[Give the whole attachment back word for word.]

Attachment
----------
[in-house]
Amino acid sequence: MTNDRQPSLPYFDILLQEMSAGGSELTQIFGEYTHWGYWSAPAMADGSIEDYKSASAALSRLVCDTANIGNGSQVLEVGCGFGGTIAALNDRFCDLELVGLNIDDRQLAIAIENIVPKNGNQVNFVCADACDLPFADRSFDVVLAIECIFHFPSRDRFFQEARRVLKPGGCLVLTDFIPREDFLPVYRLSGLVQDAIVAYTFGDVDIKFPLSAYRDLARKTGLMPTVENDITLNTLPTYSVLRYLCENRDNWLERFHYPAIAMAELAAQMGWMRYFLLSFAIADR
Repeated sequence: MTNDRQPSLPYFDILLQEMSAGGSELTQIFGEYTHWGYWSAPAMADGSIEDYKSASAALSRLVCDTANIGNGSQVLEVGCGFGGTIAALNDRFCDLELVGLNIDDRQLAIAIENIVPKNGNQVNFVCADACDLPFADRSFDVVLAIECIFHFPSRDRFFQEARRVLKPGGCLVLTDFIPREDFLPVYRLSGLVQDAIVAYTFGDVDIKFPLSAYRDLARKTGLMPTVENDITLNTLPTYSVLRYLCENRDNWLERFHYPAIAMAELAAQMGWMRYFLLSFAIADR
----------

[in-house]
Amino acid sequence: MTNDRQPSLPYFDILLQEMSAGGSELTQIFGEYTHWGYWSAPAMADGSIEDYKSASAALSRLVCDTANIGNGSQVLEVGCGFGGTIAALNDRFCDLELVGLNIDDRQLAIAIENIVPKNGNQVNFVCADACDLPFADRSFDVVLAIECIFHFPSRDRFFQEARRVLKPGGCLVLTDFIPREDFLPVYRLSGLVQDAIVAYTFGDVDIKFPLSAYRDLARKTGLMPTVENDITLNTLPTYSVLRYLCENRDNWLERFHYPAIAMAELAAQMGWMRYFLLSFAIADR
Repeated sequence: MTNDRQPSLPYFDILLQEMSAGGSELTQIFGEYTHWGYWSAPAMADGSIEDYKSASAALSRLVCDTANIGNGSQVLEVGCGFGGTIAALNDRFCDLELVGLNIDDRQLAIAIENIVPKNGNQVNFVCADACDLPFADRSFDVVLAIECIFHFPSRDRFFQEARRVLKPGGCLVLTDFIPREDFLPVYRLSGLVQDAIVAYTFGDVDIKFPLSAYRDLARKTGLMPTVENDITLNTLPTYSVLRYLCENRDNWLERFHYPAIAMAELAAQMGWMRYFLLSFAIADR